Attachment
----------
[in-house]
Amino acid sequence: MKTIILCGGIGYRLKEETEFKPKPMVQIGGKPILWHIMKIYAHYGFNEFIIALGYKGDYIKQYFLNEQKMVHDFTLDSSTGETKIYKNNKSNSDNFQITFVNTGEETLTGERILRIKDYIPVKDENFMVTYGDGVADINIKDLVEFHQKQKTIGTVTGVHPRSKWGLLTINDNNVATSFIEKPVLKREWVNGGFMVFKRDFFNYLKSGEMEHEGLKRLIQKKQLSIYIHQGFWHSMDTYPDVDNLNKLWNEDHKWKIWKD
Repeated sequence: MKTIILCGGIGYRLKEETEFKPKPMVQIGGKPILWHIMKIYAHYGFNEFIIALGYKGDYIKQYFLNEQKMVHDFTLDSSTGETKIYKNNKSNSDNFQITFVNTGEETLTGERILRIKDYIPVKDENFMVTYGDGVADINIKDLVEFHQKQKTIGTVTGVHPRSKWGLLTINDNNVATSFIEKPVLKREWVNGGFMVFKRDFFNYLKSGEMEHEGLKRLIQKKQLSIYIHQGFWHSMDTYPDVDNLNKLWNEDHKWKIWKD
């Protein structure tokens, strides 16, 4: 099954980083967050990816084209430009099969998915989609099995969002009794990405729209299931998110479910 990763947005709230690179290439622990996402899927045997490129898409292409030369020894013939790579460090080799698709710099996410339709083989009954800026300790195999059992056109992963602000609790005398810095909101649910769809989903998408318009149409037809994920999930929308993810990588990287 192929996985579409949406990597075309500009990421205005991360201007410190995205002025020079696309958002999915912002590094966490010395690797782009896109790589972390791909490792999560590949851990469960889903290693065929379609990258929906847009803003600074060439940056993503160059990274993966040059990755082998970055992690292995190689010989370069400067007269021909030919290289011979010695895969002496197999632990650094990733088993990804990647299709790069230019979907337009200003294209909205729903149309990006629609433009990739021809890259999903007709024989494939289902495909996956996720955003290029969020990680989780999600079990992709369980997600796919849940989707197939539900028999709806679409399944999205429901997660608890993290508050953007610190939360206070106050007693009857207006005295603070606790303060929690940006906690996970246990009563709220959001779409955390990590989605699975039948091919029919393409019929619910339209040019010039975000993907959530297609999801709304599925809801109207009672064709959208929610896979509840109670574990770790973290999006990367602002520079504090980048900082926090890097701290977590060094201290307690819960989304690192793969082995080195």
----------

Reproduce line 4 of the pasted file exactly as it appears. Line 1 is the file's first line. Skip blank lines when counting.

């Protein structure tokens, strides 16, 4: 099954980083967050990816084209430009099969998915989609099995969002009794990405729209299931998110479910 990763947005709230690179290439622990996402899927045997490129898409292409030369020894013939790579460090080799698709710099996410339709083989009954800026300790195999059992056109992963602000609790005398810095909101649910769809989903998408318009149409037809994920999930929308993810990588990287 192929996985579409949406990597075309500009990421205005991360201007410190995205002025020079696309958002999915912002590094966490010395690797782009896109790589972390791909490792999560590949851990469960889903290693065929379609990258929906847009803003600074060439940056993503160059990274993966040059990755082998970055992690292995190689010989370069400067007269021909030919290289011979010695895969002496197999632990650094990733088993990804990647299709790069230019979907337009200003294209909205729903149309990006629609433009990739021809890259999903007709024989494939289902495909996956996720955003290029969020990680989780999600079990992709369980997600796919849940989707197939539900028999709806679409399944999205429901997660608890993290508050953007610190939360206070106050007693009857207006005295603070606790303060929690940006906690996970246990009563709220959001779409955390990590989605699975039948091919029919393409019929619910339209040019010039975000993907959530297609999801709304599925809801109207009672064709959208929610896979509840109670574990770790973290999006990367602002520079504090980048900082926090890097701290977590060094201290307690819960989304690192793969082995080195």